In this session, a sustainable business model for pharmacists practicing in an accountable care organization environment was described by Kelly Boesen, PharmD, BCPS, and Sandra Leal, PharmD, MPH, CDE, FAPhA, of the El Rio Health Center in Tucson, Arizona.
In this session, Kelly Boesen, PharmD, BCPS, and Sandra Leal, PharmD, MPH, CDE, FAPhA, of the El Rio Health Center in Tucson, Arizona, described a sustainable business model for pharmacists practicing in an accountable care organization (ACO) environment.
An ACO is defined as a healthcare organization characterized by a payment and care delivery model that seeks to tie provider reimbursement to achievement of quality metrics and reductions in the total cost of care for an assigned population of patients. The organization consists of a group of providers and suppliers of services that work together to coordinate care for the Medicare Fee-for-Service (FFS) patients they serve. To become an ACO, the organization must serve at least 5000 Medicare FFS patients and agree to participate in the program for at least 3 years. The organization will continue to receive FFS, and if the organization achieves certain benchmarks, it will receive additional reimbursement (shared savings).
These benchmarks may include outcomes and quality measures pertaining to:
The El Rio Health Center is a Federally Qualified Health Center (FQHC); in 2012, when it joined the Arizona Connected Care ACO, it served 79,637 patients. At the time, 4 clinical pharmacists were employed with the primary responsibility of providing collaborative drug therapy management for patients with diabetes and related comorbidities. As part of the ACO, areas and opportunities for extended pharmacy integration included:
As a method of revenue generation, the health center explored the inclusion of pharmacists in the administration of AWVs. AWVs are preventive wellness visits and are not routine physical checkups that patients may receive from a physician or other practitioner. (Medicare does not provide coverage for routine physical examinations.) There are 2 types of AWVs—initial and subsequent. AWVs involve a number of activities, including assessment of health risk and development of a personalized prevention plan of service. The following activities are conducted as part of AWVs:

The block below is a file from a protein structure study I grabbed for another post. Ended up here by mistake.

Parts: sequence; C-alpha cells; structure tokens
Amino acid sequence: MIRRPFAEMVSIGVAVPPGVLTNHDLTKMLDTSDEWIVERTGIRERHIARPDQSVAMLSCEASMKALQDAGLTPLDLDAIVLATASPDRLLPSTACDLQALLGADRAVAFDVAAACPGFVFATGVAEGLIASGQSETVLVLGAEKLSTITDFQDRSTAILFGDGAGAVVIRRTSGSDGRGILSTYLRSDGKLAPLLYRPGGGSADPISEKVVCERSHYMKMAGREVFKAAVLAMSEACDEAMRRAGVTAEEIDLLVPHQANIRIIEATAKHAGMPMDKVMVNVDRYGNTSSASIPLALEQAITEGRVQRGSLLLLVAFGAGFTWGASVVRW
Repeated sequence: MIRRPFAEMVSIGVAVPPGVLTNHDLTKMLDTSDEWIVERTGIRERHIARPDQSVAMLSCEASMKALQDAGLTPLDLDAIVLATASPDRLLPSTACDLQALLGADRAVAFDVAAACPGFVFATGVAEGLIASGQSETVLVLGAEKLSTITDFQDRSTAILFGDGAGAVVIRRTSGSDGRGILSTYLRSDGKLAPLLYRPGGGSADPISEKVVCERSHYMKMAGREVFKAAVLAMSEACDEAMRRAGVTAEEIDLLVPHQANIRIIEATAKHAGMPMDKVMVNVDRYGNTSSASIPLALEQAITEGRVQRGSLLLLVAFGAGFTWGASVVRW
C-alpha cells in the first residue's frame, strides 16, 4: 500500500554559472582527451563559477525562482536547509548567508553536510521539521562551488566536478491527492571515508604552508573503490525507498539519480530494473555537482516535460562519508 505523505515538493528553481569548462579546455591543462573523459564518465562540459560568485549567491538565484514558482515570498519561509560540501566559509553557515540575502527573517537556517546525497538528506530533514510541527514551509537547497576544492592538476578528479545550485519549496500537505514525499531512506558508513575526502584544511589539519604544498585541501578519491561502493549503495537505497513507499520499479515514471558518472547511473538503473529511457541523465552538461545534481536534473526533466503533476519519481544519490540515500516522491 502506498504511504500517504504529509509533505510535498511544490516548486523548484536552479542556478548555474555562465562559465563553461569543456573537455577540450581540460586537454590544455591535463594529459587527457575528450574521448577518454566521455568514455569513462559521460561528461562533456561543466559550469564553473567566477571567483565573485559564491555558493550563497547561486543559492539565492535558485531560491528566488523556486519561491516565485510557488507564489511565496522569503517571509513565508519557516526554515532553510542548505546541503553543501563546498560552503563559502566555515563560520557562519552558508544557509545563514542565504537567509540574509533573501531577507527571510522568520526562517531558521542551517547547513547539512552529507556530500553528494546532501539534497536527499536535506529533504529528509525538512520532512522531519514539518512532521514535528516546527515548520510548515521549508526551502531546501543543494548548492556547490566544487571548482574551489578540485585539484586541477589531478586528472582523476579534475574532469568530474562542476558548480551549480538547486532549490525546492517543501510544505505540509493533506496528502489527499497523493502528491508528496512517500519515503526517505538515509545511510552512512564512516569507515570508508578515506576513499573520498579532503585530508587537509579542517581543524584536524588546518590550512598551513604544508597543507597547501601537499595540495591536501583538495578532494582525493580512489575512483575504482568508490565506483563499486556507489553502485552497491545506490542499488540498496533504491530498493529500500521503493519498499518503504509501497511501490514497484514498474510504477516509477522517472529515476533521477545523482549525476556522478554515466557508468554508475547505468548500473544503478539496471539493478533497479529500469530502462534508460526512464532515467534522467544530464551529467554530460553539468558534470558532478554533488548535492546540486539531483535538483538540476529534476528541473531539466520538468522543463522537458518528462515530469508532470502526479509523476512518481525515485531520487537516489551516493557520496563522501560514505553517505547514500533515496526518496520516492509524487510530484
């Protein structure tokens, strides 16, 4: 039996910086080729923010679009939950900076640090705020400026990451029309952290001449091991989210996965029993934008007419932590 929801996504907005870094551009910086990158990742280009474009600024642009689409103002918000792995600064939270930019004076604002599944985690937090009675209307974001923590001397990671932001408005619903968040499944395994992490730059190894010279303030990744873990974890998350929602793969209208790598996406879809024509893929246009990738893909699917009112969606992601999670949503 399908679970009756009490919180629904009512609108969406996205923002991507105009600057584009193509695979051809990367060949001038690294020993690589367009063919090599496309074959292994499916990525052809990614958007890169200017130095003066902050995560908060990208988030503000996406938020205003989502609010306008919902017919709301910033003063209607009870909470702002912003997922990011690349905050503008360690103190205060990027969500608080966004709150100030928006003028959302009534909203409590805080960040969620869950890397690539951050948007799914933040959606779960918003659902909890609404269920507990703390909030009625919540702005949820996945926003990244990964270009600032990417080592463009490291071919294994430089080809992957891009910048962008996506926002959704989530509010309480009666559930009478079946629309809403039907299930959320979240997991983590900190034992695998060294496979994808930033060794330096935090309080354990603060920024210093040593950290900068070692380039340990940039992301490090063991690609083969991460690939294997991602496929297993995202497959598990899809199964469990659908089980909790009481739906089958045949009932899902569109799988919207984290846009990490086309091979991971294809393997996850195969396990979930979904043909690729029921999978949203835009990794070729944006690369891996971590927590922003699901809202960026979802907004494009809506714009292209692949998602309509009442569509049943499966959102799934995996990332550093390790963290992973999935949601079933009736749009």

Other elements may be included as determined by the Secretary of Health and Human Services.
Interventions that may occur in AWVs include, for example, identification of previously undiagnosed depression; coordination of meal services, resources for people with fall risk, and transportation resources; and optimization of medication therapy.
Medicare mandates that AWVs must be furnished by a health professional, meaning a physician; physician assistant, nurse practitioner, or clinical nurse specialist; or a medical professional (including pharmacists) or a team of medical professionals working under the direct supervision of a physician. It should be noted that physical exams and initial preventive physical examinations (IPPEs) for entry into Medicare must still be performed by a physician or similarly licensed provider.
From a coverage perspective, Medicare provides annual coverage of an AWV for beneficiaries who are no longer within 12 months after the effective date of their first Medicare Part B coverage period and who have not received an AWV within the past 12 months (ie, at least 11 full months after the IPPE or most recent AWV). Additionally, Medicare pays for only 1 first AWV per beneficiary per lifetime. However, patients may receive subsequent AWVs annually. Currently, initial AWVs are paid at $165 per visit, and subsequent visits at $110 per patient per year.
Based on the fee schedule for AMVs, the presenters noted that about 1000 visits per year were needed to sustain a pharmacist full-time equivalent (FTE) position and associated ancillary personnel resources, given the fact that facilities and shared services were available. In the case of the El Rio Health Center, Dr Boesen noted that she was the FTE staff member, demonstrating proof of concept.
Lessons learned during the process of setting up the AWV service included the importance of educating patients, providers, and staff about the value of the wellness visits and the activities entailed. Additionally, as with any business model, effective marketing was needed to recruit patients. The El Rio Health Center sent letters to eligible patients, provided flyers to Medicare patients, and mentioned the AMV program when patients were in the office to see other providers.
If considering a pharmacist-run AWV program, Dr Leal recommended doing the math to make sure such a program is feasible within your patient population, acquiring buy-in from administration, training providers regarding the appropriate documentation requirements, and ensuring that there is an appropriate space to perform the AWVs. Once the program has been established, it is a matter of recruitment, performance, and documentation.